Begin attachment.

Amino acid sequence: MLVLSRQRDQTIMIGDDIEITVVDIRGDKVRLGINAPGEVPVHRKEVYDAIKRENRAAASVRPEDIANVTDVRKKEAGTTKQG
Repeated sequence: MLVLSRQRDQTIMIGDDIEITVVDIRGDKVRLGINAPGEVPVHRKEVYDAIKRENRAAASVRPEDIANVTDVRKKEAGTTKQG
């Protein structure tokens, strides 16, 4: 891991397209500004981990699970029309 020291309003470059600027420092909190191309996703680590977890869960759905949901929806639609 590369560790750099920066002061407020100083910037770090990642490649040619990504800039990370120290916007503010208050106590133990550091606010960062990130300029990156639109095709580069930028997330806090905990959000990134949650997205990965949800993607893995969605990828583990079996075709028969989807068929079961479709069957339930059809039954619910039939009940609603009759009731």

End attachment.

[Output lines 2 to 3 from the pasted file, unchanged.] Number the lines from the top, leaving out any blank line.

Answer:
Repeated sequence: MLVLSRQRDQTIMIGDDIEITVVDIRGDKVRLGINAPGEVPVHRKEVYDAIKRENRAAASVRPEDIANVTDVRKKEAGTTKQG
């Protein structure tokens, strides 16, 4: 891991397209500004981990699970029309 020291309003470059600027420092909190191309996703680590977890869960759905949901929806639609 590369560790750099920066002061407020100083910037770090990642490649040619990504800039990370120290916007503010208050106590133990550091606010960062990130300029990156639109095709580069930028997330806090905990959000990134949650997205990965949800993607893995969605990828583990079996075709028969989807068929079961479709069957339930059809039954619910039939009940609603009759009731």